Where are the European philanthropists?
Here I am, wondering why Europe is left at the doorstep of foundations? While the EU has agreed on a historic deal and budget of € 1.8 trillion to get Europe back on its feet, foundations don’t seem to be very concerned about making a distinct contribution to Europe’s recovery as a whole. Most of their focus is on local or global challenges but Europe does not appear much on their mind-map. Why so?
The European Cultural Foundation (ECF) and Allianz Kulturstiftung (AKS) wanted to find out and commissioned the study Imagine Philanthropy for Europe from Wider Sense. Based on desk research and twenty interviews with foundation staff, academics, artists, cultural activists and policy-makers, the paper explores the concept of philanthropy with a European purpose, assesses obstacles and opportunities arising from the Covid-19 crisis, and proposes a set of ideas how to move forward philanthropic engagement for Europe.
Foundations in Europe account for approximately € 60 billion annually but only a fraction of their resources are dedicated to Europe. There is a handful of small European foundations and some national foundations which engage in European exchange and collaboration but, combined, philanthropy with a European purpose does not even account for 1% of total giving in Europe. There is no equivalent to a European Gates Foundation, there is no Rockefeller, no Soros, no European Welcome Trust.
This is surprising as Europe has transformed so fundamentally in the last 70 years. Decades of European integration has resulted in dedicated European institutions, the abolishment of borders and trade barriers, the creation of the biggest common market, a common currency, a charter on fundamental rights and even Eurovision and the Champions League. In the world of philanthropy, there is a European umbrella organisation (EFC) and there are networks facilitating cooperation among foundations, such as PEX, but weight-wise philanthropy is not recognised as a game changer. And why should it considering its relative invisibility on European level and little money dedicated to Europe.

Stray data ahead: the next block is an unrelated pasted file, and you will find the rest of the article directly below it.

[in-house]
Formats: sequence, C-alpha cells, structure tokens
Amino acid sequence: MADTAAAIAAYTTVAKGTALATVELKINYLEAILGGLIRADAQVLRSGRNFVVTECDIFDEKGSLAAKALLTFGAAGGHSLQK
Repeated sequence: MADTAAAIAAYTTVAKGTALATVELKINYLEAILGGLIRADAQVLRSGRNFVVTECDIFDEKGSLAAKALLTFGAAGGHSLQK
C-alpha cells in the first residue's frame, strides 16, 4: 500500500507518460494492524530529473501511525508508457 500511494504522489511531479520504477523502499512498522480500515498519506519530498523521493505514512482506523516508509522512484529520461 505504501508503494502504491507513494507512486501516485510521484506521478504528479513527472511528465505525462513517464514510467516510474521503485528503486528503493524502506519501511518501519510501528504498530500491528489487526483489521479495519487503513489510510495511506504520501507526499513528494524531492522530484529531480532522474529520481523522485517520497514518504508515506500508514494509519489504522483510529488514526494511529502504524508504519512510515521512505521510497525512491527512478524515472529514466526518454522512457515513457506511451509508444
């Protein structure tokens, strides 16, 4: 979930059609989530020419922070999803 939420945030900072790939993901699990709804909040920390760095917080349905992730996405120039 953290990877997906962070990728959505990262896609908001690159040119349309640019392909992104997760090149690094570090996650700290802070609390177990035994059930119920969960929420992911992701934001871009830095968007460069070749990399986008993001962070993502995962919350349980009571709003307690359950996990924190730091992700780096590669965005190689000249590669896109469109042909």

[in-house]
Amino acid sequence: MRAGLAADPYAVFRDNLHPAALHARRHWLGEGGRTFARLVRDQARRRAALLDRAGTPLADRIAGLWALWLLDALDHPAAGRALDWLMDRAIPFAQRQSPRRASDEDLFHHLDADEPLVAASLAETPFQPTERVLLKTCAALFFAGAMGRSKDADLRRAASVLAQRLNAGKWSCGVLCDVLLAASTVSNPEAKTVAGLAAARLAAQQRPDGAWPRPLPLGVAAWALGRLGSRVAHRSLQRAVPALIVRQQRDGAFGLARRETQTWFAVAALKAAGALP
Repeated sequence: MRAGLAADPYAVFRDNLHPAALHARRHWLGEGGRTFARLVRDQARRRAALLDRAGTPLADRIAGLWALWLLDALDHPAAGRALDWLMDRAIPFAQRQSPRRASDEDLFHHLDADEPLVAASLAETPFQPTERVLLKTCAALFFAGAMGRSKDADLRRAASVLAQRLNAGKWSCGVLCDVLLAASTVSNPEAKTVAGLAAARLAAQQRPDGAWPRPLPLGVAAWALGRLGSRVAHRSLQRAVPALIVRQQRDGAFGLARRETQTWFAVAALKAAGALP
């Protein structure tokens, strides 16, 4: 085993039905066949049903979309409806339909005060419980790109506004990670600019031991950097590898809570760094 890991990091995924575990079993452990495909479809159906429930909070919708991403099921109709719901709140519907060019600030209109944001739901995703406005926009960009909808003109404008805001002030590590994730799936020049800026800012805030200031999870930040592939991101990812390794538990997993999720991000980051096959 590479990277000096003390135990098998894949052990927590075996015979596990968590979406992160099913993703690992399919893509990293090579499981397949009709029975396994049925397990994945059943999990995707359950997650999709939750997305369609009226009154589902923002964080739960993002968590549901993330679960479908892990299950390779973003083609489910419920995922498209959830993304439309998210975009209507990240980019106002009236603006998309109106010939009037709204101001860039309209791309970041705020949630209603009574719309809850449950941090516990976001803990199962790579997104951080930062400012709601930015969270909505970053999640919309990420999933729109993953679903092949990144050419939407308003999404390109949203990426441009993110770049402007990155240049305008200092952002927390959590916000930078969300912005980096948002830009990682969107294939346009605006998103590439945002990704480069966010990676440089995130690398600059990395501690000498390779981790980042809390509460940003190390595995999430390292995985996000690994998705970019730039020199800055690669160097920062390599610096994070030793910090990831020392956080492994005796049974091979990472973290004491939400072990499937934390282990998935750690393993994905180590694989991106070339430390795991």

Let’s not misunderstand this thought of line. Foundations in all corners of Europe do incredible work on a local and national level to strengthen civil society and promote fundamental values such as democracy, diversity, inclusion, solidarity, empathy…but there is no translation of this engagement on European level, and no common force of proposition towards the EU. As a result, the EU has not put in place a framework encouraging transnational giving, cooperation and public-philanthropic partnerships for Europe.
The main barrier to philanthropic engagement for Europe seems to be the lack of European belief and purpose among philanthropists, among foundation board members, among foundation staff. There are also legal, fiscal, language and other barriers to committing foundation money to European purpose but these have been identified as rather secondary in the study.
Another matter is that foundations have so far not been able to generate their own European funding. Even the ECF, Europe’s first foundation with a European purpose, created in 1954 by Robert Schuman and other truly European minds, has been funded almost entirely by Dutch tax payers. There is a misfit between its European purpose and funding of this purpose.
The Covid-19 pandemic and the enormous challenges still ahead of us cannot be resolved by the EU and national governments alone. Foundations need to become part and parcel of Europe’s recovery strategy and invest in our common future, hand-in-hand with the institutions. Foundations can bring a lot to the table, not only financial resources, flexibility and agility but years of knowledge gained from working on the ground, networks of civil society, and the extremely valuable capacity to bridge the local and the European.
How to turn a global crisis into a unique opportunity? The study includes a set of concrete ideas how to move philanthropy for Europe forward. These include an EU-Philanthropy Matching Fund, European Community Foundation, and digital crowdfunding platform for Europe. These will be explored in a design workshop in 2021. Philanthropy for Europe needs out-of-the-box thinking, probably a new organizational model but for sure its own resources. Let’s work together on it!
Imagine Philanthropy for Europe concludes that it high time for foundations to gear up their European action, get more political, and explore new funding avenues connecting private and public resources for Europe. ECF and AKS are committed to further that future-oriented trajectory with foundations of all fields and parts of Europe. Interested?
Originally published on the website of DAFNE.